I first want to say that my time at PTS has been awesome! I have been an ordained Baptist minister for more than 20 years. I have found that my experience here has enhanced and informed every aspect of my ministry. The following is a snap shot of what I have learned from various gifted professors here. Dr. Dierdre Hainsworth, assistant professor of ethics and director of the Center for Business, Religion and Public Life, has invited my thinking to the consideration of how contemporary Christianity and public life can have synergy. Dr. Audrey Thompson has shown me the impact the African American pulpit has had as a political driving force for the social and economic advancement of a people. Dr. Ron Cole-Turner, professor of theology and ethics, has put me on a path of understanding in the face of the advancement of science. Dr. Susan Kendell, director of the Doctor of Ministry Program, has introduced me into considering the viewpoint of the female ‘other’ as well as looking at the Bible and Christianity through the lens of the silent, considering additionally the voices that are not heard. Dr. Scott Sunquist, professor of world Christianity has revealed to me that true missions must consider the language and culture of the people. Dr. Craig Barnes, professor of leadership and ministry, has taught me how to be present in the lives of those that need help and counsel. Dr. Edwin Chr. van Driel has moved me to consider that the church as a covenant people has everything to do with salvation. Finally, but not comprehensively, Dr. Ron Peters, former professor of church and society and urban ministry, now president of the Interdenominational Theological Center in Atlanta, gave me pride in exposing me to black theology, giving me permission to affirm my own identity and place in the academy, while at the same time planting the seed to be one of the paradigm shifters for the church in a pluralistic and urbanizing America. I have learned that the term urban must be redefined from the black context toward an all-inclusive reality.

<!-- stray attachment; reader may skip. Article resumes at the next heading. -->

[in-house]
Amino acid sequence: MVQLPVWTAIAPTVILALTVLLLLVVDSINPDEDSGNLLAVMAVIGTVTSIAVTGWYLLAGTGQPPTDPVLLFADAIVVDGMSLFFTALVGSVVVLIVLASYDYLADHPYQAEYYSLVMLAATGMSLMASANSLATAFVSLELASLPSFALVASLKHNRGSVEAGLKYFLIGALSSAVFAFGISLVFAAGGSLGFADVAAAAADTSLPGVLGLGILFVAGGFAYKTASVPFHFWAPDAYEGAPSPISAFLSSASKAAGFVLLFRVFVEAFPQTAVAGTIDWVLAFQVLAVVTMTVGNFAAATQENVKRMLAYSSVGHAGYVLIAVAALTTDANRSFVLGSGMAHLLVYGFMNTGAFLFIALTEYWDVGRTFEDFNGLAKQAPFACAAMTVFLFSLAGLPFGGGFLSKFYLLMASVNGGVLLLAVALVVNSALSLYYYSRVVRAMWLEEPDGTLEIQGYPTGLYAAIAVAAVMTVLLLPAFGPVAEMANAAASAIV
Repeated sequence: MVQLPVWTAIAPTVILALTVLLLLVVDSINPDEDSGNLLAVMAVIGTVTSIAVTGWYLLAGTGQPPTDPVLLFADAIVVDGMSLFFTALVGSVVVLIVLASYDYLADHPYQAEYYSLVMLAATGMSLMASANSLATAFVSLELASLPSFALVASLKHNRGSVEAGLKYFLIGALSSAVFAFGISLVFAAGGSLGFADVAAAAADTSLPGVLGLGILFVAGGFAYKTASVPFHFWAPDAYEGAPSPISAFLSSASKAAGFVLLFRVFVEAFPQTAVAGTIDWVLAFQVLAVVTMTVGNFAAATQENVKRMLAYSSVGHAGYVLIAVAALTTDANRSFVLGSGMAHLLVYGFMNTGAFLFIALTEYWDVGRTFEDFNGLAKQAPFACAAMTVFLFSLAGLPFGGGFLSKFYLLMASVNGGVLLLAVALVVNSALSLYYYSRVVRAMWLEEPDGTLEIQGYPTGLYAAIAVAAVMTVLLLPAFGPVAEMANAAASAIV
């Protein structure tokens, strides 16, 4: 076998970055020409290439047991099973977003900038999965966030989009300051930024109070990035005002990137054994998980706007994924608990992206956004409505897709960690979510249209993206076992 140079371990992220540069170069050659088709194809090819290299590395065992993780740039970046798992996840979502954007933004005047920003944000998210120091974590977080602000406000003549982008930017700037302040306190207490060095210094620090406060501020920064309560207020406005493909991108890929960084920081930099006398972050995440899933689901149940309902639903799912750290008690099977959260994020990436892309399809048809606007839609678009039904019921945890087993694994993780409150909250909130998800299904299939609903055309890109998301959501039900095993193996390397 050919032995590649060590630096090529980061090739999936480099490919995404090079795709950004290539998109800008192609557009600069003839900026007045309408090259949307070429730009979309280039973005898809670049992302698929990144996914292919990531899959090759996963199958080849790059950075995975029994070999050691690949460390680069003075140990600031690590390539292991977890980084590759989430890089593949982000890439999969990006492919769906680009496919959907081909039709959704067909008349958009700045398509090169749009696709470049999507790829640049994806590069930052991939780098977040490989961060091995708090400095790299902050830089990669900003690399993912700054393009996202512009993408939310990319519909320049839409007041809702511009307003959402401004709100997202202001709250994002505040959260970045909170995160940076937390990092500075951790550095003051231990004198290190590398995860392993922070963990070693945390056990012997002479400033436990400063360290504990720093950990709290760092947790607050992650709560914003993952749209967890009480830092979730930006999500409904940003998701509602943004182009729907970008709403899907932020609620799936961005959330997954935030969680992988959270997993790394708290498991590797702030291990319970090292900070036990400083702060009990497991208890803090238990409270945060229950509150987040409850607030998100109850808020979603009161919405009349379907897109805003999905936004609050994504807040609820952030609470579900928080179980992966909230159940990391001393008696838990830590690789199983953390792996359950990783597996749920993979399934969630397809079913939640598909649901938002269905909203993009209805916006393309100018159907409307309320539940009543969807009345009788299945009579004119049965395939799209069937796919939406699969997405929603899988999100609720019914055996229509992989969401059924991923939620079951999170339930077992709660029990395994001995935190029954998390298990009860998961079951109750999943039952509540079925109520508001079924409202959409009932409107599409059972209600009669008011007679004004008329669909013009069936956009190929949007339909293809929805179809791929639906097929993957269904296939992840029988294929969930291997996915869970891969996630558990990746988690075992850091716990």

As a result of my time here I have been inspired to continue my studies and pursue a Ph.D. I would love to teach in an academic environment like PTS. Pittsburgh Theological Seminary has given me a wonderful, theological foundation to pursue continued education on my quest to become the preacher’s professor. I have learned to rethink my own ministerial background and tradition and recognize it as one experience and not the whole of Christianity. Likewise, our professors have opened my eyes to see the larger context of humanity and to consider the eschatological plan of God. With this eschatological understanding as a starting point, theologians of today can scale back from the local and personal context to begin the work of discerning our part in the whole plan. This can inform our thinking, while we exegete society today and consider the fluidity of our identity. Indeed I am better for having matriculated through this great place.
Eric McIntosh, Senior M.Div.